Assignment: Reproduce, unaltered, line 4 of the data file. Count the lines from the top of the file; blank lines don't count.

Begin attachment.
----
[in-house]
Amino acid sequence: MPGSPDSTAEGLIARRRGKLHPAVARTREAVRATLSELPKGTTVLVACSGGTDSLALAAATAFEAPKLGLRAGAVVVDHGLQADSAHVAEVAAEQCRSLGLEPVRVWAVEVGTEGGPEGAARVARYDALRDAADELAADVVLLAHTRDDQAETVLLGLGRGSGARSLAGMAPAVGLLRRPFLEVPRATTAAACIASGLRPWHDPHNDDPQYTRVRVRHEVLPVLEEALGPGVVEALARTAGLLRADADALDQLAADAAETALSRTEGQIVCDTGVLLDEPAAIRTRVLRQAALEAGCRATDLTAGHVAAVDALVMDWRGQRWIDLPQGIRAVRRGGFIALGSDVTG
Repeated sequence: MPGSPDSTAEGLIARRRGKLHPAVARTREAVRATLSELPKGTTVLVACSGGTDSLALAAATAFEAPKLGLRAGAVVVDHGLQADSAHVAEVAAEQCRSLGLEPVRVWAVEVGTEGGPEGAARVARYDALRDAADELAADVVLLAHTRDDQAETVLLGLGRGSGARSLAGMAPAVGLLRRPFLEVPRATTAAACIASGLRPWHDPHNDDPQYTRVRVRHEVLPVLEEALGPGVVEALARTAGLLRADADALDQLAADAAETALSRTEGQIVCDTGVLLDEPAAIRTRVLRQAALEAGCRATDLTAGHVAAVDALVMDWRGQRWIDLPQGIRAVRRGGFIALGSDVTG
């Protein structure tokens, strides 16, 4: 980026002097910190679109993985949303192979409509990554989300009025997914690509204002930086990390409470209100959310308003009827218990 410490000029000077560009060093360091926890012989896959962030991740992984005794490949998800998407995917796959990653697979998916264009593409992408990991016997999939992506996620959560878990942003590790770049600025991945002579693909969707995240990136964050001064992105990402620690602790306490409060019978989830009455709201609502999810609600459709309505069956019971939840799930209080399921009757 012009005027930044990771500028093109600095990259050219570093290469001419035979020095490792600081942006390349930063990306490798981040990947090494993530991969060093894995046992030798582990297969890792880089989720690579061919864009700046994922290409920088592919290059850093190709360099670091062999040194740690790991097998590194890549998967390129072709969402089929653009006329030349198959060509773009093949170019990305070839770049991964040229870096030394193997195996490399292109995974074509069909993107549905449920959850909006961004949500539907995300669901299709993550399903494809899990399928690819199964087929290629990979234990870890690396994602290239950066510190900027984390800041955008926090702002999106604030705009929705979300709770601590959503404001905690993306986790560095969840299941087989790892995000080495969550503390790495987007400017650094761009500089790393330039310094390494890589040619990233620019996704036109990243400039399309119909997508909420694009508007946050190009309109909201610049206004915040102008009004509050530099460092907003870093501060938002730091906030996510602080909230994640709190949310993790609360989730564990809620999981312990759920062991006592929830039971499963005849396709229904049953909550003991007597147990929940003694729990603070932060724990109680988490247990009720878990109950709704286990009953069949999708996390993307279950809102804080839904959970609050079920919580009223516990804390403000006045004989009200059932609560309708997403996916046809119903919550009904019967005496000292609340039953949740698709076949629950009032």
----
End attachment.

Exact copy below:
């Protein structure tokens, strides 16, 4: 980026002097910190679109993985949303192979409509990554989300009025997914690509204002930086990390409470209100959310308003009827218990 410490000029000077560009060093360091926890012989896959962030991740992984005794490949998800998407995917796959990653697979998916264009593409992408990991016997999939992506996620959560878990942003590790770049600025991945002579693909969707995240990136964050001064992105990402620690602790306490409060019978989830009455709201609502999810609600459709309505069956019971939840799930209080399921009757 012009005027930044990771500028093109600095990259050219570093290469001419035979020095490792600081942006390349930063990306490798981040990947090494993530991969060093894995046992030798582990297969890792880089989720690579061919864009700046994922290409920088592919290059850093190709360099670091062999040194740690790991097998590194890549998967390129072709969402089929653009006329030349198959060509773009093949170019990305070839770049991964040229870096030394193997195996490399292109995974074509069909993107549905449920959850909006961004949500539907995300669901299709993550399903494809899990399928690819199964087929290629990979234990870890690396994602290239950066510190900027984390800041955008926090702002999106604030705009929705979300709770601590959503404001905690993306986790560095969840299941087989790892995000080495969550503390790495987007400017650094761009500089790393330039310094390494890589040619990233620019996704036109990243400039399309119909997508909420694009508007946050190009309109909201610049206004915040102008009004509050530099460092907003870093501060938002730091906030996510602080909230994640709190949310993790609360989730564990809620999981312990759920062991006592929830039971499963005849396709229904049953909550003991007597147990929940003694729990603070932060724990109680988490247990009720878990109950709704286990009953069949999708996390993307279950809102804080839904959970609050079920919580009223516990804390403000006045004989009200059932609560309708997403996916046809119903919550009904019967005496000292609340039953949740698709076949629950009032």